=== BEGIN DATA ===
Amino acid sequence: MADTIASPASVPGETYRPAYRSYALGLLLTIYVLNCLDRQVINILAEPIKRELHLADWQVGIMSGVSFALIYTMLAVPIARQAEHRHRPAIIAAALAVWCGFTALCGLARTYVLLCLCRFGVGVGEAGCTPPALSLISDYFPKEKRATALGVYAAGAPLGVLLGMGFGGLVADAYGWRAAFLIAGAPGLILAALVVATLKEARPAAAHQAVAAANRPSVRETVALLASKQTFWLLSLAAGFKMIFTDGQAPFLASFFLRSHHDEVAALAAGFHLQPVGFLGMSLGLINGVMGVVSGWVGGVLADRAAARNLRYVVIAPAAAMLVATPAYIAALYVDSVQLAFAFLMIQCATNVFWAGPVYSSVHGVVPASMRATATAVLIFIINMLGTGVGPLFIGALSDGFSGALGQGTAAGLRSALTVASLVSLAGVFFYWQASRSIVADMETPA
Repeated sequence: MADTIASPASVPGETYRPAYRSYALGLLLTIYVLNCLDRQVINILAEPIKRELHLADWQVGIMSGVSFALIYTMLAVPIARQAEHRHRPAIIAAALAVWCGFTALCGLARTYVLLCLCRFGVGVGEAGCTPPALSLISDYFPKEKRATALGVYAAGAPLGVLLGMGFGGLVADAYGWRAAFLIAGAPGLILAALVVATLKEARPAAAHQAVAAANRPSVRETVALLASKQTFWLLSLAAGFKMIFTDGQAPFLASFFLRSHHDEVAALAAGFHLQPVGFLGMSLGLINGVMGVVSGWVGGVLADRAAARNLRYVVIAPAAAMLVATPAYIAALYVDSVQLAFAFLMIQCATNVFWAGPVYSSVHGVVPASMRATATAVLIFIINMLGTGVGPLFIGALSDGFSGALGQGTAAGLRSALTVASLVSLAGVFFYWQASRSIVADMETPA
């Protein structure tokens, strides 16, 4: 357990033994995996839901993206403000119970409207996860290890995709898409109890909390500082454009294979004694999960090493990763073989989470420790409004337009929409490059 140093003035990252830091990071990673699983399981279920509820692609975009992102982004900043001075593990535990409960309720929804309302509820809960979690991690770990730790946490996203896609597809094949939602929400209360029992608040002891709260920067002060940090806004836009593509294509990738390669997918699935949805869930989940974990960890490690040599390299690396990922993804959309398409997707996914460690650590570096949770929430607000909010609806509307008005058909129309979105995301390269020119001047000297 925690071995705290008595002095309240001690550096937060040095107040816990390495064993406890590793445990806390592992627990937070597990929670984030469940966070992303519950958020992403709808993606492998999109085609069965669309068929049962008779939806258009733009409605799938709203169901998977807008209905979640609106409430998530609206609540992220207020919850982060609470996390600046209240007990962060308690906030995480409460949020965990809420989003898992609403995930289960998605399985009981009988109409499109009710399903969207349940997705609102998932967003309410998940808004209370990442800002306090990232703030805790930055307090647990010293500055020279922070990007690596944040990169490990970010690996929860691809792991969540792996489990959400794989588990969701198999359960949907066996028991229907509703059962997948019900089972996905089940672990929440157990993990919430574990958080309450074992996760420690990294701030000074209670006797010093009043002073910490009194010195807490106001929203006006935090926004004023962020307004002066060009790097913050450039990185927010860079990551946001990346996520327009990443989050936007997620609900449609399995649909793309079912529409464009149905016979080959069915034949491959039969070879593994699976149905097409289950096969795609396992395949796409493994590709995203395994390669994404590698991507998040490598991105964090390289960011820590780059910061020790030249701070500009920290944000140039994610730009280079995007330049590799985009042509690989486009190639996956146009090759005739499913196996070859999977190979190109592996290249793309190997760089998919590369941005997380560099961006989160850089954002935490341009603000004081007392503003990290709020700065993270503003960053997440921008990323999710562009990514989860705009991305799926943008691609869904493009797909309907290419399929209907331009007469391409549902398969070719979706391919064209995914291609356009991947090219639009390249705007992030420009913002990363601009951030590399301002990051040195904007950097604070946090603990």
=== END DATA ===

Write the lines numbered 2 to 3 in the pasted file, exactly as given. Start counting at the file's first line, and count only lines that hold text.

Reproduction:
Repeated sequence: MADTIASPASVPGETYRPAYRSYALGLLLTIYVLNCLDRQVINILAEPIKRELHLADWQVGIMSGVSFALIYTMLAVPIARQAEHRHRPAIIAAALAVWCGFTALCGLARTYVLLCLCRFGVGVGEAGCTPPALSLISDYFPKEKRATALGVYAAGAPLGVLLGMGFGGLVADAYGWRAAFLIAGAPGLILAALVVATLKEARPAAAHQAVAAANRPSVRETVALLASKQTFWLLSLAAGFKMIFTDGQAPFLASFFLRSHHDEVAALAAGFHLQPVGFLGMSLGLINGVMGVVSGWVGGVLADRAAARNLRYVVIAPAAAMLVATPAYIAALYVDSVQLAFAFLMIQCATNVFWAGPVYSSVHGVVPASMRATATAVLIFIINMLGTGVGPLFIGALSDGFSGALGQGTAAGLRSALTVASLVSLAGVFFYWQASRSIVADMETPA
């Protein structure tokens, strides 16, 4: 357990033994995996839901993206403000119970409207996860290890995709898409109890909390500082454009294979004694999960090493990763073989989470420790409004337009929409490059 140093003035990252830091990071990673699983399981279920509820692609975009992102982004900043001075593990535990409960309720929804309302509820809960979690991690770990730790946490996203896609597809094949939602929400209360029992608040002891709260920067002060940090806004836009593509294509990738390669997918699935949805869930989940974990960890490690040599390299690396990922993804959309398409997707996914460690650590570096949770929430607000909010609806509307008005058909129309979105995301390269020119001047000297 925690071995705290008595002095309240001690550096937060040095107040816990390495064993406890590793445990806390592992627990937070597990929670984030469940966070992303519950958020992403709808993606492998999109085609069965669309068929049962008779939806258009733009409605799938709203169901998977807008209905979640609106409430998530609206609540992220207020919850982060609470996390600046209240007990962060308690906030995480409460949020965990809420989003898992609403995930289960998605399985009981009988109409499109009710399903969207349940997705609102998932967003309410998940808004209370990442800002306090990232703030805790930055307090647990010293500055020279922070990007690596944040990169490990970010690996929860691809792991969540792996489990959400794989588990969701198999359960949907066996028991229907509703059962997948019900089972996905089940672990929440157990993990919430574990958080309450074992996760420690990294701030000074209670006797010093009043002073910490009194010195807490106001929203006006935090926004004023962020307004002066060009790097913050450039990185927010860079990551946001990346996520327009990443989050936007997620609900449609399995649909793309079912529409464009149905016979080959069915034949491959039969070879593994699976149905097409289950096969795609396992395949796409493994590709995203395994390669994404590698991507998040490598991105964090390289960011820590780059910061020790030249701070500009920290944000140039994610730009280079995007330049590799985009042509690989486009190639996956146009090759005739499913196996070859999977190979190109592996290249793309190997760089998919590369941005997380560099961006989160850089954002935490341009603000004081007392503003990290709020700065993270503003960053997440921008990323999710562009990514989860705009991305799926943008691609869904493009797909309907290419399929209907331009007469391409549902398969070719979706391919064209995914291609356009991947090219639009390249705007992030420009913002990363601009951030590399301002990051040195904007950097604070946090603990």